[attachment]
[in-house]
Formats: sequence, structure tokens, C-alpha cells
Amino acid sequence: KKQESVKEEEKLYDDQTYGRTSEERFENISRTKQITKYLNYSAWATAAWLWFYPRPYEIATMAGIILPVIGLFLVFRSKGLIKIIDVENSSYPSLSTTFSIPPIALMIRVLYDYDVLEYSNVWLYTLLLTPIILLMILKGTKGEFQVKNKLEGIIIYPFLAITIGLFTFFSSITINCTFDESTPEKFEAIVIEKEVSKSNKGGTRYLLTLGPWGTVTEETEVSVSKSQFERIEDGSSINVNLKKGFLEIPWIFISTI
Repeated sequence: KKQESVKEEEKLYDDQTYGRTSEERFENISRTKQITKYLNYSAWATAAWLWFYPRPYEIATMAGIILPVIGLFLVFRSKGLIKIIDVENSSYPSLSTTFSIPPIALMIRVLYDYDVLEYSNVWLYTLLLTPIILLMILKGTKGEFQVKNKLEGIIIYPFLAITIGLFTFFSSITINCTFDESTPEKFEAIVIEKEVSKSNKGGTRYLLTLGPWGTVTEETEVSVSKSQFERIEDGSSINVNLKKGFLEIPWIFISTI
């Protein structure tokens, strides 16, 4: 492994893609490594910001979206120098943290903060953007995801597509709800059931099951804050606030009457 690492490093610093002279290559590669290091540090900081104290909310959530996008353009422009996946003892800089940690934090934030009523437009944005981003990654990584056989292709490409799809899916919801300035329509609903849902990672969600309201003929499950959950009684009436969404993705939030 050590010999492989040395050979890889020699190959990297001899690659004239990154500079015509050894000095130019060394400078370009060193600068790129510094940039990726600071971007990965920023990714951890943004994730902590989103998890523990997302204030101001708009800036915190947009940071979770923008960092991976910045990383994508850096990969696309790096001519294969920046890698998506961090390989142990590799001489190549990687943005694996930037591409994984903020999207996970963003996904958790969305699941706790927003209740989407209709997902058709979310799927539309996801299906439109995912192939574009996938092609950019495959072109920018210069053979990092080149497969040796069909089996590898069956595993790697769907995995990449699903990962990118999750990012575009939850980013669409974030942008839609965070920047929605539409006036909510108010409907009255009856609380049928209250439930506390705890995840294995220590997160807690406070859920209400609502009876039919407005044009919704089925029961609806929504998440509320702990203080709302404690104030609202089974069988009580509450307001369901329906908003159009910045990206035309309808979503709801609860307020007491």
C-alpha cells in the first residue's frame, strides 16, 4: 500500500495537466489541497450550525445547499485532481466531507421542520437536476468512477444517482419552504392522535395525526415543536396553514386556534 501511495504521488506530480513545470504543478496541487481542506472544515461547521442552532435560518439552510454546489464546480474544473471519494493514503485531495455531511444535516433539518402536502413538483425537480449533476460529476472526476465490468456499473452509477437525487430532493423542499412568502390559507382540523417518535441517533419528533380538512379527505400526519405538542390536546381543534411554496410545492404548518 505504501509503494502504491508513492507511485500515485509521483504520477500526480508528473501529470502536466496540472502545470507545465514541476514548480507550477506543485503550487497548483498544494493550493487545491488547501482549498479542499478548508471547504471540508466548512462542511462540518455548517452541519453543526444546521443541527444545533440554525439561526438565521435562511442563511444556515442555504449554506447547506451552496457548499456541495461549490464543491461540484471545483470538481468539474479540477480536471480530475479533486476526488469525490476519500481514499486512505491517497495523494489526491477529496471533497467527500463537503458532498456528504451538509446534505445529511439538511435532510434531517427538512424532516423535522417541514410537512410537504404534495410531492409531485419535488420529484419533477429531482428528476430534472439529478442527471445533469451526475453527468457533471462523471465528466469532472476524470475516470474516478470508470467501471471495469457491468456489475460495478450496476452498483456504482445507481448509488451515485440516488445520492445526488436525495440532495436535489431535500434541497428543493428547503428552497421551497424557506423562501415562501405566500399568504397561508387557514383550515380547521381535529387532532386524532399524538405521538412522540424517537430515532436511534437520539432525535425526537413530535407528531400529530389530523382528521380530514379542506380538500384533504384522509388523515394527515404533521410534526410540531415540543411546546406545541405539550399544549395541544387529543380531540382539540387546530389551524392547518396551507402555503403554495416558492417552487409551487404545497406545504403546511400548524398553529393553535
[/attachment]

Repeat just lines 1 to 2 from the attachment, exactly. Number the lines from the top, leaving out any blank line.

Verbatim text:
[in-house]
Formats: sequence, structure tokens, C-alpha cells